# How many possible assignments does a a CNF sentence have?

I'm having some trouble understanding the following:

When we look at satisfiability problems in conjunctive normal form, an underconstrained problem is one with relatively few clauses constraining the variables. For eg. here is a randomly generated 3-CNF sentence with five symbols and five clauses. (Each clause contains 3 randomly selected distinct symbols, each of which is negated with 50% probability.)

`````` (¬D ∨ ¬B ∨ C) ∧ (B ∨ ¬A ∨ ¬C) ∧ (¬C ∨ ¬B ∨ E) ∧ (E ∨ ¬D ∨ B) ∧ (B ∨ E ∨ ¬C)
``````

16 of the 32 possible assignments are models of this sentence, so, on an average, it would take just 2 random guesses to find the model.

I don't understand the last line- saying that there are 32 possible assignments. How is it 32? And how are only 16 of them models of the sentence? Sorry, but i'm finding this concept a bit confusing. Thanks.

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There are 2^5=32 possible assignments of the two values true and false to 5 variables:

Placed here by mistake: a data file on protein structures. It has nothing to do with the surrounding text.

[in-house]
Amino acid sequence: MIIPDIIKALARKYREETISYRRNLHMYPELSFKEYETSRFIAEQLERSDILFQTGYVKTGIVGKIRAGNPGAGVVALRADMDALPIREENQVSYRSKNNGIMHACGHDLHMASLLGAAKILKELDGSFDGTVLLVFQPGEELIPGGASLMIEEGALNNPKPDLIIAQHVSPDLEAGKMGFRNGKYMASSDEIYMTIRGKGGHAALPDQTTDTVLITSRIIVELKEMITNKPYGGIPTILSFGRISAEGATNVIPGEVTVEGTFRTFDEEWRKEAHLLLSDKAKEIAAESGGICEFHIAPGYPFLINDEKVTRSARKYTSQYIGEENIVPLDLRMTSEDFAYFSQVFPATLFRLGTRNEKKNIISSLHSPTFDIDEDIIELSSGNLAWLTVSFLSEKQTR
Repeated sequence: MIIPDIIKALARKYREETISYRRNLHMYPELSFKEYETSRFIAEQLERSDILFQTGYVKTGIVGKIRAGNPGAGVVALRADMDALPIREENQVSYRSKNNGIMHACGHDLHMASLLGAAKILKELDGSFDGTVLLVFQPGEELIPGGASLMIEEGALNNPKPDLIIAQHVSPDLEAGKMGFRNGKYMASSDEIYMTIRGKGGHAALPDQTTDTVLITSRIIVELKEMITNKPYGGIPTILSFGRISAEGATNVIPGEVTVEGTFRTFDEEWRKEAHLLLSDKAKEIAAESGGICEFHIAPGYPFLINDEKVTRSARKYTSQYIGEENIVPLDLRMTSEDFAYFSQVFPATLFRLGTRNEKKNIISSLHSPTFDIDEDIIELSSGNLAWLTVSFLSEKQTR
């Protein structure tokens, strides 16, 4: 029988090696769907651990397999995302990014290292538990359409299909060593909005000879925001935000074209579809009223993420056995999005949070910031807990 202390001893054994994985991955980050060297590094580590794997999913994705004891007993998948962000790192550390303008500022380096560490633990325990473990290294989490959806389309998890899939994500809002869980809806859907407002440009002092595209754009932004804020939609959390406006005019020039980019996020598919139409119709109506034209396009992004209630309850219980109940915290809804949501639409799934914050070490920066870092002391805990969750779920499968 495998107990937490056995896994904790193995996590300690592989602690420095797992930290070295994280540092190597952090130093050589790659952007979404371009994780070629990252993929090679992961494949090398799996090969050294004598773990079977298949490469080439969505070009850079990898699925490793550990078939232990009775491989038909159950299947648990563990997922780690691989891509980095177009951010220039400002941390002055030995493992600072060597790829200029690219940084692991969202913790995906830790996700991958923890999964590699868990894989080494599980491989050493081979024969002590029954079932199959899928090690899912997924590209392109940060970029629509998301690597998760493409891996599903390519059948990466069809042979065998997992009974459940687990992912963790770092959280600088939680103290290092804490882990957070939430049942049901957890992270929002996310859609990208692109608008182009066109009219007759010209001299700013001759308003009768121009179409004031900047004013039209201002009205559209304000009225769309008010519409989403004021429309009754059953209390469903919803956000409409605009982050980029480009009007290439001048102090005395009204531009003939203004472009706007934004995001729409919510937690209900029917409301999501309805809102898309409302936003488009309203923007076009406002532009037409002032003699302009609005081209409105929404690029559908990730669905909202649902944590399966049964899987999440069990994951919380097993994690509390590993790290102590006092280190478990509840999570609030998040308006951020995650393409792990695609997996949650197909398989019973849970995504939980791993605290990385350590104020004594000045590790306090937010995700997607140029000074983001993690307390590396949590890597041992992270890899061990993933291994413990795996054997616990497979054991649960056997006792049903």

``````1:  00000
2:  00001
3:  00010
...
31: 11110
32: 11111
``````

16 of those assignments satisfy (I didn't check) the given formula, thus are models of it.

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Thanks- but why does it say that it would take just 2 random guesses to find the model? Is it something like saying if the selected 16 assignments are unsatifiable, then the other 16 will be satisfiable? –  Ghost Sep 25 '12 at 13:49
Each assignment is either satisfying or unsatisfying. So if you pick an assignment by random (by flipping 5 coins), then the generated assignment will be a satisfying one in 50% of the cases. –  ziggystar Sep 25 '12 at 14:12
okay- i finally understand it. Thanks :) –  Ghost Sep 25 '12 at 14:24
@Ghost Keep in mind, that these 50% are a property of the particular formula you presented. It's not true in general. –  ziggystar Sep 25 '12 at 14:32